Can collectables make you money?

Could those vintage Barbies your now adult daughter left in her old childhood bedroom really be worth something?

It’s a good question to ask yourself before you declutter and ditch those old comics and toys via a delivery to your local op shop.

But can collectables really make you money?

If you know what you’re doing, there are definitely some collectables that deliver great potential for high returns – think rare wines, old coins and even sports memorabilia and records.

But for the people who share their living space with stacks of treasured items they just can’t seem to part with, collecting is usually about more than investment diversification. 

It might also be about the thrill of the chase – looking for that rare edition of a favourite book or vinyl pressing. And sometimes, the value of collectables is more about the memories each item holds.

Five collectable investments

Although no investment is ever guaranteed, if you love collecting things that make you happy, explore these five categories to see if you already have the foundation of a potentially valuable collection.

1. Investment-grade wine

If you drink more than you admire, then collecting fine wine may not be the ideal collectable for you. But with investment in the right equipment, and some research, buying and selling wine can be an interesting way to add to your retirement income.

First you’ll need to outlay some cash. To maintain the quality of fine wine and keep it at the perfect humidity level (think 60–80 per cent for long-term storage) a wine fridge is essential. And for serious wine collectors, they’re not cheap.

When it comes to the most collected wines in Australia, Penfolds Grange never seems to go out of style. 

Perusing a list of the world’s most expensive wines ever sold shows that just a couple of the right bottles would fund your retirement in style. But, like any good investment, it’s not all about what you sell it for that counts. What you buy it for in the first place, and the profit in between, is the sweet spot.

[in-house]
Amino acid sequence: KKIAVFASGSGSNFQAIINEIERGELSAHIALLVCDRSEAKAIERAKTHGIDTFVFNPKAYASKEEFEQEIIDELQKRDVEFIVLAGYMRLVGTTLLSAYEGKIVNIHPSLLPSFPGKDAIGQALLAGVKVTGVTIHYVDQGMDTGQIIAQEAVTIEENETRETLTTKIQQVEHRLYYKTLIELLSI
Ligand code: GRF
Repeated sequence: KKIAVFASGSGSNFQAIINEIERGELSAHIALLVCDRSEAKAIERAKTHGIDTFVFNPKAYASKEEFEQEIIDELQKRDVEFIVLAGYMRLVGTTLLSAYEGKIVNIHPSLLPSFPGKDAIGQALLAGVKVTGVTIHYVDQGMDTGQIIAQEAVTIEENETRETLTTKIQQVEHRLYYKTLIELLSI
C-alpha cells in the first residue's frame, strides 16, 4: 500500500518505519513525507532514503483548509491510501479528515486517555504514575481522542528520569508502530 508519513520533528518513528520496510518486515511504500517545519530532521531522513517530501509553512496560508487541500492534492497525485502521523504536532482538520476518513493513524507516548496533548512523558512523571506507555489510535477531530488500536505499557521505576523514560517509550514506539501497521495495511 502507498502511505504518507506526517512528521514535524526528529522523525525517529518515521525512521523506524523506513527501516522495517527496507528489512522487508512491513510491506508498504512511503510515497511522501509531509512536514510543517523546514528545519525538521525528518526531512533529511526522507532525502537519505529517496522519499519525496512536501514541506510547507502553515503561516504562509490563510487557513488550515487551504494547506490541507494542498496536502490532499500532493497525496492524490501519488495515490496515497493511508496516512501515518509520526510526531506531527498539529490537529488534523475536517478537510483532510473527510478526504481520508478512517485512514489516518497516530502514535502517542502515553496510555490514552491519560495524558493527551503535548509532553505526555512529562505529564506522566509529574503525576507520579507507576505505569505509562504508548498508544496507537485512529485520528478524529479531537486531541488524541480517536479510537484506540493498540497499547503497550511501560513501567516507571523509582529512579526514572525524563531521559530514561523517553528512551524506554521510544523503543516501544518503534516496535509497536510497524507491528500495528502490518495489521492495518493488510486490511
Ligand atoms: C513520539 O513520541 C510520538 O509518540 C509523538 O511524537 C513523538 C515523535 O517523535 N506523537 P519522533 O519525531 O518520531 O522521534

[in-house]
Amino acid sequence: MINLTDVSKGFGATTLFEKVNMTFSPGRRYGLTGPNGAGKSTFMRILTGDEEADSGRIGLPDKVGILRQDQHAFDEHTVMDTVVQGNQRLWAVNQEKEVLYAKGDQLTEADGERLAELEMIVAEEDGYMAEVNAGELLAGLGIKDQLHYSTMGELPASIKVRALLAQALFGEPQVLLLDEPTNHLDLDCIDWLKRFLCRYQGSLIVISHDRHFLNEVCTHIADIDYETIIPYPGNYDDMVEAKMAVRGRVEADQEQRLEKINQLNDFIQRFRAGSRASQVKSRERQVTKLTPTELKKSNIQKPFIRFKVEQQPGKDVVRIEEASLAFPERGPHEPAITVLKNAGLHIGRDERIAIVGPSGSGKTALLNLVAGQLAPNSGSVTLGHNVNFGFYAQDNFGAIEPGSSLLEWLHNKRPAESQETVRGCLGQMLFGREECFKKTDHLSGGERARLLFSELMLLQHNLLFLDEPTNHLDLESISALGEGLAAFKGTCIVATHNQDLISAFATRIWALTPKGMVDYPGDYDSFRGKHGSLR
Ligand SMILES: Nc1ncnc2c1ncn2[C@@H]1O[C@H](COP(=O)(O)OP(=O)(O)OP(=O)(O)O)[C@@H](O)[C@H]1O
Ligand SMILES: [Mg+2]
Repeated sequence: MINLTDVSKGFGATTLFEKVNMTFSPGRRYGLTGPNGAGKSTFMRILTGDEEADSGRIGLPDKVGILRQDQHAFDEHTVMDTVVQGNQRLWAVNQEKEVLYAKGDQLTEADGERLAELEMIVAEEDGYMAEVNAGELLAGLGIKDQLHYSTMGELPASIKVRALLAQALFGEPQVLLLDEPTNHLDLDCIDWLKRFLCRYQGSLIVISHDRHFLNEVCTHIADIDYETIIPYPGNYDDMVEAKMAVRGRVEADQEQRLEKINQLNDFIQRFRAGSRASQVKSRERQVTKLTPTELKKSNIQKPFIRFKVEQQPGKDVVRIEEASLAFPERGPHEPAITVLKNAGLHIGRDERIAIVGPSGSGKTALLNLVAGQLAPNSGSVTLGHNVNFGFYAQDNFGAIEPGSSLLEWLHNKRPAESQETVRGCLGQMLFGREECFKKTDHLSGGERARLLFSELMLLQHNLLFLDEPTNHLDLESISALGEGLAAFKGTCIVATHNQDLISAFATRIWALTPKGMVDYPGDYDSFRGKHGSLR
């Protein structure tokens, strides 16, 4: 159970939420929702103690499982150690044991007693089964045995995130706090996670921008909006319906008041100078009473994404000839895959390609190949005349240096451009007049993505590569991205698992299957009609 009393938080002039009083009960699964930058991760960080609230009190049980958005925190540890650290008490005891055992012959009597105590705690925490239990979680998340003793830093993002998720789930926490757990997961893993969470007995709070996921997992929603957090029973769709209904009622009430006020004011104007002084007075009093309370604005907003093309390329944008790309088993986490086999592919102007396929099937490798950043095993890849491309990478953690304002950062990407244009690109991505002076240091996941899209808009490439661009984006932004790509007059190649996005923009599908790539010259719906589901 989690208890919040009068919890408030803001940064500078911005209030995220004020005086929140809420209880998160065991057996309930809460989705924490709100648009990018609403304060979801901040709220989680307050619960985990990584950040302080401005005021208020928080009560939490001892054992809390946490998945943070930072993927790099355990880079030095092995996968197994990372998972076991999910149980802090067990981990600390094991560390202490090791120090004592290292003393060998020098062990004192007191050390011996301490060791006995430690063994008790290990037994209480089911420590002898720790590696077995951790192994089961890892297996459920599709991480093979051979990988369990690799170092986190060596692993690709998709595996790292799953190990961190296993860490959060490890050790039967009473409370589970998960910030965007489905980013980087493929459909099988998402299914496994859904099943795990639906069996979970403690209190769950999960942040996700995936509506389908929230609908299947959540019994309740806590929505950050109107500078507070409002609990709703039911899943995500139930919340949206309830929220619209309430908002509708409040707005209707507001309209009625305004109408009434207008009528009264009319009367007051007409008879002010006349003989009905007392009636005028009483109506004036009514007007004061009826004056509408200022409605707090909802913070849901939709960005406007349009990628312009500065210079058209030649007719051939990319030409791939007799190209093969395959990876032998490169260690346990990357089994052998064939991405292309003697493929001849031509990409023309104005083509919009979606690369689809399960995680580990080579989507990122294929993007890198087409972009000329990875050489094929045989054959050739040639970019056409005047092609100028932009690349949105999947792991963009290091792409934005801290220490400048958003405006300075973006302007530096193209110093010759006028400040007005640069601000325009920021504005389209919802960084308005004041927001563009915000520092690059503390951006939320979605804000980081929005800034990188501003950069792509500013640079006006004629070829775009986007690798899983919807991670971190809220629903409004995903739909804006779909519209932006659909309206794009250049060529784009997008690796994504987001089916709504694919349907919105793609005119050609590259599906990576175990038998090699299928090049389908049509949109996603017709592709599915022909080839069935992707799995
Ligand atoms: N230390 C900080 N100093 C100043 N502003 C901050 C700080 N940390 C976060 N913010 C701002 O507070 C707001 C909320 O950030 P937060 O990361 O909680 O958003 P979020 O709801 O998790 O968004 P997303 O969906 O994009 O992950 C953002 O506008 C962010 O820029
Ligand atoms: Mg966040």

2. Toys

One of the world’s most expensive toys ever sold? A 1963 prototype of action figure G.I. Joe was bought by a man named Stephen Geppi in 2003 for $200,000. Why? Maybe he was sentimental.

Antique mechanical toys tend to hold investment value, but even plastic toys have their appeal for genuine collectors who are looking for the missing piece of the puzzle that can add a new dimension to their display cabinets.

Check your garage for these items, and you might be able to book that holiday.

3. Comics

If you’re lucky enough to have some tip-top condition first edition or classic cover comic books as part of your collection (and hopefully in a protective sleeve!), you might have something valuable that can deliver a solid return. Certainly, more than the 5 cents you might have bought it for back in 1961.

In 2022, a single comic book page from the 1984 edition of Spider-Man sold for $288,000 at a Heritage Auction.

That news is enough to get you rifling through your own collection. And if you do happen to find any matches with these titles in the back of that old wardrobe, you might be lucky enough to have one of the world’s top 10 most expensive comics.

4. Sports memorabilia